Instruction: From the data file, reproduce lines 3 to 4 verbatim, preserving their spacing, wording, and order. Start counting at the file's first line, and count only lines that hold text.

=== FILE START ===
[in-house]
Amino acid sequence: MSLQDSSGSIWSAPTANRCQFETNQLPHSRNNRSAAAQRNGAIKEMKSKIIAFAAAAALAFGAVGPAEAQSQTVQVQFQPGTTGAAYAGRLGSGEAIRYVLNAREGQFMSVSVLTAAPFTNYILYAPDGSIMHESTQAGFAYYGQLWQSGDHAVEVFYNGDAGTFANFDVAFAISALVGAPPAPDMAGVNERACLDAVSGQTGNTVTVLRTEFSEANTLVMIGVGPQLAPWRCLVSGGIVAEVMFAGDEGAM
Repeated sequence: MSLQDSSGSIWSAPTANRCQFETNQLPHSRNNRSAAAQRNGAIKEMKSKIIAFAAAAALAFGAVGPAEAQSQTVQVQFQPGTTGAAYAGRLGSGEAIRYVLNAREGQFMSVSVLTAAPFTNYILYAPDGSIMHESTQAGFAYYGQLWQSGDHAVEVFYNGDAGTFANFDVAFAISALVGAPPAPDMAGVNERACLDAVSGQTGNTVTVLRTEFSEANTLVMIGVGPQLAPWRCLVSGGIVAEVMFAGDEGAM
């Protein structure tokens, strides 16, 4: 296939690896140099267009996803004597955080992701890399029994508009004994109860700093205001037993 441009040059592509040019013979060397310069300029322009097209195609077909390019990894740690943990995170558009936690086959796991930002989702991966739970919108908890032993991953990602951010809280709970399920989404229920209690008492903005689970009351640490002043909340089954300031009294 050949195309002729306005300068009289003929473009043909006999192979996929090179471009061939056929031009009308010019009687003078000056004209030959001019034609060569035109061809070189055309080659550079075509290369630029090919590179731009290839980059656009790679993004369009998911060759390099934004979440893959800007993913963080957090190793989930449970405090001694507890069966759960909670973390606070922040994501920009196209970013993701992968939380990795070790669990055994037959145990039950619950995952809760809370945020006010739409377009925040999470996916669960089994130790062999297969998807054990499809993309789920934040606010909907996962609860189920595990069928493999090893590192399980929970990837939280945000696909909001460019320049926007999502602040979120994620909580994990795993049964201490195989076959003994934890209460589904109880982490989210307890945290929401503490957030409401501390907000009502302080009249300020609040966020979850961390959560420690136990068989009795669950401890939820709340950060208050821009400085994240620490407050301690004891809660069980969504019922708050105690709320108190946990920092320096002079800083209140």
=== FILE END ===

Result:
Repeated sequence: MSLQDSSGSIWSAPTANRCQFETNQLPHSRNNRSAAAQRNGAIKEMKSKIIAFAAAAALAFGAVGPAEAQSQTVQVQFQPGTTGAAYAGRLGSGEAIRYVLNAREGQFMSVSVLTAAPFTNYILYAPDGSIMHESTQAGFAYYGQLWQSGDHAVEVFYNGDAGTFANFDVAFAISALVGAPPAPDMAGVNERACLDAVSGQTGNTVTVLRTEFSEANTLVMIGVGPQLAPWRCLVSGGIVAEVMFAGDEGAM
């Protein structure tokens, strides 16, 4: 296939690896140099267009996803004597955080992701890399029994508009004994109860700093205001037993 441009040059592509040019013979060397310069300029322009097209195609077909390019990894740690943990995170558009936690086959796991930002989702991966739970919108908890032993991953990602951010809280709970399920989404229920209690008492903005689970009351640490002043909340089954300031009294 050949195309002729306005300068009289003929473009043909006999192979996929090179471009061939056929031009009308010019009687003078000056004209030959001019034609060569035109061809070189055309080659550079075509290369630029090919590179731009290839980059656009790679993004369009998911060759390099934004979440893959800007993913963080957090190793989930449970405090001694507890069966759960909670973390606070922040994501920009196209970013993701992968939380990795070790669990055994037959145990039950619950995952809760809370945020006010739409377009925040999470996916669960089994130790062999297969998807054990499809993309789920934040606010909907996962609860189920595990069928493999090893590192399980929970990837939280945000696909909001460019320049926007999502602040979120994620909580994990795993049964201490195989076959003994934890209460589904109880982490989210307890945290929401503490957030409401501390907000009502302080009249300020609040966020979850961390959560420690136990068989009795669950401890939820709340950060208050821009400085994240620490407050301690004891809660069980969504019922708050105690709320108190946990920092320096002079800083209140």